Published Sep 30, 2014

Field Day Report: Red Earth Gardens, Meskwaki Settlement near Tama

By Liz Kolbe

Like all good PFI field days, rain threatened, the microphone squawked, and the food was amazing (local bison burgers grilled by Mustafa Hammouda of Relish, in Grinnell, IA). Unlike any other PFI field day I’ve attended, Red Earth Gardens is truly integrated into a community project, the Local Food Sovereignty Initiative of the Meskawki Nation.

The Sac and Fox Tribe of the Mississippi in Iowa (Meskwaki Nation), hired Jennifer Vazquez in 2011 as the Local Foods Coordinator, and along with Economic Development Director Larry Lasley, they created a strategic plan to increase food sovereignty and healthy eating on the Meskwaki Settlement and in the Tama community. In 2013, Red Earth Gardens put seeds in the ground. In only its second season of production, the four-acre farm is growing a diverse mix of produce: strawberries, tomatoes, potatoes, squash and pumpkins, melons, spinach, chard, lettuce, rutabaga, 3 kinds of kale, radishes, carrots,  sunflowers, (etc) and flowers border many of the beds. They are also experimenting with cover crops, mostly a mix of oats, sorghum Sudan grass, and rye.

Along with those first seeds at Red Earth Gardens, which is the business incubator and CSA farm, seeds were also going into the new senior garden and community garden plots. When those seeds grew, cooking classes, community meals, school gardens and a greenhouse, and a TSA (Tribally Supported Agriculture) quickly followed. They manage all these programs, the Meskwaki tribe has four Americorp volunteers, a farm manager (Vazquez), an assistant farm manager (Kristofer Johnson), a local foods coordinator (Laura Kleiman), a community organizer (Jerry Youngbear Jr.), and an essential farm staffer, Bryant Bear (BJ).

Laura and two of the Americorps Vista Volunteers (Emma O’Polka and Ciska Ulug) opened the field day with some information about the Local Food Sovereignty Initiative. Emma runs the program for seniors. “In the last two years we grew over 2,000 lbs of produce at the senior center garden for use at senior center community meals,” said O’Polka. “But squash is heavy,” she added, to chuckles from the audience. The senior garden also raises traditional Meskwaki corn, squash, and beans for use at traditional meals, which they have four times each year.

Kleiman added, “We grow a lot of traditional corn, beans, and squash at the senior garden. But it is not a culturally acceptable practice to sell those things for money. Tribal members who might grow them at home might gift them or trade for them. Because we adhere to all traditional Meskawki growing practices here at Red Earth Gardens, it is not an appropriate thing for us to do, to grow those things and sell them. And with Meskwaki corn, we would be concerned about genetic drift because there are some other corn fields close by.” In all, the Vista Volunteers hold 25 events on the settlement each year, including cooking classes for TSA participants to teach them new (and old) ways of preparing produce for meals.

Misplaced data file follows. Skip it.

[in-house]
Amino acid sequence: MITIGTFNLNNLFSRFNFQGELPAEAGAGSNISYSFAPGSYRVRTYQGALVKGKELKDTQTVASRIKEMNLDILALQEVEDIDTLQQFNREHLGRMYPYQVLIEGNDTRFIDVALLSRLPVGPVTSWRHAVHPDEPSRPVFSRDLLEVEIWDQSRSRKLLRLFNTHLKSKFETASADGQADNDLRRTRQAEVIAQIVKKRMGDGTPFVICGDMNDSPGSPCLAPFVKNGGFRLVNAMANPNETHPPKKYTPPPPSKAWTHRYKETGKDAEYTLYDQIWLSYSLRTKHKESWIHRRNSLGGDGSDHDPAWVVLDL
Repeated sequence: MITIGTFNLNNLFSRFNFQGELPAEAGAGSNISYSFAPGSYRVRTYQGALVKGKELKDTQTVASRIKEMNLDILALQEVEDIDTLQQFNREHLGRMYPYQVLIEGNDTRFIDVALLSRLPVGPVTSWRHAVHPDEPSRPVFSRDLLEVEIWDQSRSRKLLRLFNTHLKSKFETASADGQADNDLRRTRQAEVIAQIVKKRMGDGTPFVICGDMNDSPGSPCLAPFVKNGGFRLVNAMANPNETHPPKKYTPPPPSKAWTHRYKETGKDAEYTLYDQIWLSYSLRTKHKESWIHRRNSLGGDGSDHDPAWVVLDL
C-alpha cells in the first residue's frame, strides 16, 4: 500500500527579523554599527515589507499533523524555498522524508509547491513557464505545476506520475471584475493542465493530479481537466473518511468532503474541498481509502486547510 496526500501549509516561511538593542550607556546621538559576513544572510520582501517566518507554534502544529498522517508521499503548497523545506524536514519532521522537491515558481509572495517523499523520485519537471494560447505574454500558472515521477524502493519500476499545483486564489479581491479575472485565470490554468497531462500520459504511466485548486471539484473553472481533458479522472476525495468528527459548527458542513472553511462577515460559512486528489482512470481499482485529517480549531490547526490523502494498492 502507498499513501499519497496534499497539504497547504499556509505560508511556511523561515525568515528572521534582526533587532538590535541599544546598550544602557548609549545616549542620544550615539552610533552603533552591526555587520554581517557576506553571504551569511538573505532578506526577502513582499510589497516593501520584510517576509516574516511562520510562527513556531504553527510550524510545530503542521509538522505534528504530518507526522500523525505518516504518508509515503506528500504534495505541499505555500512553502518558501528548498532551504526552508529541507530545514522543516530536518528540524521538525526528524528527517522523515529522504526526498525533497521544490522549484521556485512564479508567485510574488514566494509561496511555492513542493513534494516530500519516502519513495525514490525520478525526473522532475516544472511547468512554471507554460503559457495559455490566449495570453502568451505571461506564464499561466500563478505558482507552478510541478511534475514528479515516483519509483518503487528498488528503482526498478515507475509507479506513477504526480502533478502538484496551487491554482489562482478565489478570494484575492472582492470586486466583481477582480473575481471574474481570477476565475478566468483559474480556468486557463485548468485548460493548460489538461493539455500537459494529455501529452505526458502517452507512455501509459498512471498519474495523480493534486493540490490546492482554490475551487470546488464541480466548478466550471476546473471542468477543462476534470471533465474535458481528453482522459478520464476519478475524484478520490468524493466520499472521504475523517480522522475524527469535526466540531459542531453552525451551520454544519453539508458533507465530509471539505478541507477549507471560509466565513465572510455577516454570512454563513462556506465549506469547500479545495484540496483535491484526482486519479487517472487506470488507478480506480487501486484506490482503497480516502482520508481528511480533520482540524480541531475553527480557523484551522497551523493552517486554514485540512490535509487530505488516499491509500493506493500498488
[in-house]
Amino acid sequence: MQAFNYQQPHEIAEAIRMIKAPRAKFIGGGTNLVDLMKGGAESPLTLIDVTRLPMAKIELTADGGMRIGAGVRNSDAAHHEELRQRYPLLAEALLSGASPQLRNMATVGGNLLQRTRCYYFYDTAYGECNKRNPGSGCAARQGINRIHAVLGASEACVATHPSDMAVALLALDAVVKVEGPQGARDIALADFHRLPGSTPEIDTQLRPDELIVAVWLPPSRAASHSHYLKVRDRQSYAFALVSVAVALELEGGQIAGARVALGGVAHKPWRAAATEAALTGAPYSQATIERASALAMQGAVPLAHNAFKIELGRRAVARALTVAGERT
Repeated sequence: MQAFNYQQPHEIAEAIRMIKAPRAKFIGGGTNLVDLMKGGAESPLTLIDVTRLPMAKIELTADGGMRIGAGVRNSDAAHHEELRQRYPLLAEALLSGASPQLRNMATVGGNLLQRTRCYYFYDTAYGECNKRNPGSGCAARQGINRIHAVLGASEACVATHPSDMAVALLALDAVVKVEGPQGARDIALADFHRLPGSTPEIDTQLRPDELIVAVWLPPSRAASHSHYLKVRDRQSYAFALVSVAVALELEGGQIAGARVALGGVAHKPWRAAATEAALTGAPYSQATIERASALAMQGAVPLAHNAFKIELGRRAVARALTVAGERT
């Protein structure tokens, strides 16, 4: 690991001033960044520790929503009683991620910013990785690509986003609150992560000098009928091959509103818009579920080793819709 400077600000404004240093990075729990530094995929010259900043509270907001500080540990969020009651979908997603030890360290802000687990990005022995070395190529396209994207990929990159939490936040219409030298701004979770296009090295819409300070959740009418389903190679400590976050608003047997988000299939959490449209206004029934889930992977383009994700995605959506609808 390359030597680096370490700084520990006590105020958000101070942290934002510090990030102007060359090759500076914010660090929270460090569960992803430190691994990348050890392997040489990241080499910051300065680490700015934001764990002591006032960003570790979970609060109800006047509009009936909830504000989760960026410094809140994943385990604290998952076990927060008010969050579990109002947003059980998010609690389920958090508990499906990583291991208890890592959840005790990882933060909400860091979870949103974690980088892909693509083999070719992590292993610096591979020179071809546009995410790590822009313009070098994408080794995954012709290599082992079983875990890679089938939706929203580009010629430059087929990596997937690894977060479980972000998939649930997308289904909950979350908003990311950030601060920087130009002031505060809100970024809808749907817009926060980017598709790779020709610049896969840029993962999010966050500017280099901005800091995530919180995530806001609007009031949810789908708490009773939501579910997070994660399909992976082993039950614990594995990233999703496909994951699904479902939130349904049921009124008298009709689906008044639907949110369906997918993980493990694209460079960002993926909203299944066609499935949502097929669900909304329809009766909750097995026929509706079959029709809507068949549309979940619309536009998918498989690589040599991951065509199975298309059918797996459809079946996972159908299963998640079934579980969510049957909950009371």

The TSA offered by Red Earth Gardens is the only community supported agriculture venture in Tama County. Because they’re the first in the county, they have to do a lot of education and started small with only 10 shares. They also partnered with the Meskwaki Health Clinic to give 5 shares to families with members who have diabetes. Next year they plan to increase to 30 shares.

With the TSA and their farmers market stands at the Meskwaki Trading Post and in Toledo, Red Earth Gardens faces steep price competition. “I’ll be really honest with you guys,” said Vazquez. “A good day at the Trading Post is $180 in 3 hours. At the Toledo Farmers Market, the best we’ve ever done is $320. The issue is, the only other vegetable growers there are retirees. Which is fine, but they’re only concerned with covering the cost of their seeds and are practically giving it away.”

A gentleman in the crowd said with a sheepish grin, “I retired so I could grow vegetables.” With a smile (and to many laughs), Jennifer replied, “Good for you, just price your produce for what it’s worth, ok?”

Jennifer knows there are higher priced markets in Iowa. They sell beans for $2/lb; in Iowa City they sell for $6/lb. People always say, “‘Why don’t you go to the Des Moines Farmers’ Market or the Iowa City Farmers’ Market where you could make more?’ Yes, we could make more at those markets. But we want to feed people here. This is our community, this is who we’re growing for, and this is who we’re trying to feed.” She continued, “And if you’re not used to buying produce, everything seems too expensive because it’s more expensive than Rice-A-Roni. That’s the reality we’re working with and why what we’re doing here is so important.”

For now, Red Earth Gardens is cash flowing their farm with a great hay crop. BJ Bear added, “There’s a higher value to food than money. You can’t eat a dollar.” With a good-natured wince from Vazquez he added, “Our farm stand sales would probably be a little bit higher… but I like giving away food too much.”

For more information on the Meskwaki Food Sovereignty Initiative is available on their website.